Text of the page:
Miki Ebisuya started her lab at the European Molecular Biology Laboratory – Barcelona (EMBL Barcelona) a year ago, although it hasn’t been until this summer that her latest equipment and staff has arrived. “One of my postdocs (who is actually my husband) has been maintaining the lab in Japan during this year, finishing off things and shipping everything here. He finally joined me two months ago”, says Ebisuya.
The microscopes that have arrived at the 4th floor of the Barcelona Biomedical Research Park (PRBB) – where EMBL Barcelona is located – are not conventional. “We have a traditional confocal microscope, but also a custom-made microscope that we developed together with the Olympus company in Japan. That’s why we are waiting for this Japanese company to come and install it; the European branch of Olympus doesn’t sell it”, explains the head of the lab.
What makes this microscope special is that it detects bioluminescence, rather than fluorescence – which is the most common way of marking live cells.
Bioluminescence – what fireflies use to glow – doesn’t need any excitation. It’s an enzymatic reaction that catalyses the oxidation of the substrate luciferin, creating light. For the group, bioluminescence has some interesting advantages.
“We use a custom-made microscope that we developed together with the Olympus company in Japan, that detects bioluminescence, rather than fluorescence”
“One thing we are studying are oscillations (genes switching on and off in cycles), and these are seen as pulses of light (when a specific gene is expressed, the bioluminescence signal increases). Because the period of the cycles we are studying is short (they repeat every 2-5h), we can’t use fluorescent proteins, like GFP, because they have a half life of ~24h! So when the next pulse comes, we would still be seeing the light of the first one… And if we destabilize the fluorescent protein, the signal becomes too low to detect…,” explains the head of the group. Luckily, bioluminescence doesn’t produce background noise like fluorescence does, so the exposure time can be extended up to to 5-10min. This means that even if the signal is low, they can still detect it.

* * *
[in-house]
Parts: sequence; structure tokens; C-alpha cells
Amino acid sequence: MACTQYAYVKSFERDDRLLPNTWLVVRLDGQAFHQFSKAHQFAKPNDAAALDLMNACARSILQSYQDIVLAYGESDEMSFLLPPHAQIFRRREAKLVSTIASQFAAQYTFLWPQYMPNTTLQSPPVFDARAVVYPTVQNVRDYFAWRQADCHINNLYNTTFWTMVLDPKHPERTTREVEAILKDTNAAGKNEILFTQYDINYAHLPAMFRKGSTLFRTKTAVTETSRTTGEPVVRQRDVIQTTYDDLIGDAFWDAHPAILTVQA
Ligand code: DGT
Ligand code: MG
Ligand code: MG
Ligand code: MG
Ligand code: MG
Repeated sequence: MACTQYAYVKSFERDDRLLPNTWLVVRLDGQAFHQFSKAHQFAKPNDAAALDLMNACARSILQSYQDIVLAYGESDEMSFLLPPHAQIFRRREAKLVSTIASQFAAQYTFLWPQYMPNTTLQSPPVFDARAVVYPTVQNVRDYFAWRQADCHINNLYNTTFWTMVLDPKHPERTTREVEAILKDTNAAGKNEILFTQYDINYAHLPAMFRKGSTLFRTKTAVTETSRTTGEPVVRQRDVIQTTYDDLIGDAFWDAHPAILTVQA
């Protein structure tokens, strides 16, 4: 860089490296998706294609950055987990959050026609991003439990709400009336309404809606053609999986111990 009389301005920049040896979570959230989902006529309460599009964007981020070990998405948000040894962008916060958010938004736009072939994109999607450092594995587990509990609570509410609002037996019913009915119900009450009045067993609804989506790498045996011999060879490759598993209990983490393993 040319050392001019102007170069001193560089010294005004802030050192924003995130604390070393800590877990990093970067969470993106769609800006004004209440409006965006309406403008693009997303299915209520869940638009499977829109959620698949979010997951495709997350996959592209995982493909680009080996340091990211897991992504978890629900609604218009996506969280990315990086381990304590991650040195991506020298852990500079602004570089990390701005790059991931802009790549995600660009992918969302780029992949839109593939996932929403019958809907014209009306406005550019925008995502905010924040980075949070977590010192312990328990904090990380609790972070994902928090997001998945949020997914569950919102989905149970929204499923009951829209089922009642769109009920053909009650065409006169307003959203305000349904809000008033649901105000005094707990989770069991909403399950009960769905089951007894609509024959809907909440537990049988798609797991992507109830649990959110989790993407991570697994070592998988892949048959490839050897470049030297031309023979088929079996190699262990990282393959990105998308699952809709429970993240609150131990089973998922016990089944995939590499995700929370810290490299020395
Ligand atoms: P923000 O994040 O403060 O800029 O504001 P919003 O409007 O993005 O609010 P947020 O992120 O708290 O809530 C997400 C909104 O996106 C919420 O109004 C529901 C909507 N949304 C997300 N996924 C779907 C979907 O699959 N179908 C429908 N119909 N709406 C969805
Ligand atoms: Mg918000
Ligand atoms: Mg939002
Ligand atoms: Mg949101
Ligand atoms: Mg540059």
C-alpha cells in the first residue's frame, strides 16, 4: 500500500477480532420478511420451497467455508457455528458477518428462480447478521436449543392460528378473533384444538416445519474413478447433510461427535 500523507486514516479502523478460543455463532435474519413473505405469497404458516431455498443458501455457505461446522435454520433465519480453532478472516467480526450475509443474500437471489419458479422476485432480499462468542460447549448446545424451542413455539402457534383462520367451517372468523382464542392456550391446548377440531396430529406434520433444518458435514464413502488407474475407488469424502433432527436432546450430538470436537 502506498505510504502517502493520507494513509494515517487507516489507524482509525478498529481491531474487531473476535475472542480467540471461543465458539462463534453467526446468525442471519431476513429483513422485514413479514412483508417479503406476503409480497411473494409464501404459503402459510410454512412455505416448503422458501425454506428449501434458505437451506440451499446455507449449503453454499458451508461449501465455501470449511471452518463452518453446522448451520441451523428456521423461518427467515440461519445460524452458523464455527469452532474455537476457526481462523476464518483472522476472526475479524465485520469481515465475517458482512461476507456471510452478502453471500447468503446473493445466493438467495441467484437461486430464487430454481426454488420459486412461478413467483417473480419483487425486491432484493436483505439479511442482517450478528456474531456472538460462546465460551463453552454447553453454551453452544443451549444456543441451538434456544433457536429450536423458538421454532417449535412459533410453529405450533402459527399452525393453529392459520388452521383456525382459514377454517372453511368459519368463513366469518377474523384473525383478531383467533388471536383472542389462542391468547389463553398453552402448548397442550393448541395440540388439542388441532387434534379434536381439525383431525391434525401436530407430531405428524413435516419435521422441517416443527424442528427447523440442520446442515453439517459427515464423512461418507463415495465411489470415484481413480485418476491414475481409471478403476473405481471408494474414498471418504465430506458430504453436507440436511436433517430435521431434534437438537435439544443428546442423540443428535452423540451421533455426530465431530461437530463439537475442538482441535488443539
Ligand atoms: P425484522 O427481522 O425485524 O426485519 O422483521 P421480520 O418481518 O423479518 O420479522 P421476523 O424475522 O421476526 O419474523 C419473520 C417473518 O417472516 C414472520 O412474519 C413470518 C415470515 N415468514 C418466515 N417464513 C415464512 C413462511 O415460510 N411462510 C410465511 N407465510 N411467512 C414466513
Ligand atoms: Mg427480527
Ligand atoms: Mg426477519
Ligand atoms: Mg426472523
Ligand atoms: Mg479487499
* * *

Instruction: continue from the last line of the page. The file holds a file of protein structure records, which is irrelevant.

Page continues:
“Making” biology to understand the principles
The lab focuses on synthetic developmental biology. One half of the lab is trying to reconstitute developmental mechanisms as artificially as possible, while the other half tries to recapitulate developmental mechanisms in vitro, using stem cells. In both cases, the aim is the same: to understand the principles behind these developmental mechanisms using in vitro systems. They have been working in four processes:
2- Synthetic pattern formation
3- Synthetic tissue deformation
4- In vitro oscillation
One half of the lab is trying to reconstitute developmental mechanisms as artificially as possible, while the other half tries to recapitulate developmental mechanisms in vitro, using stem cells.
1. Synthetic symmetry breaking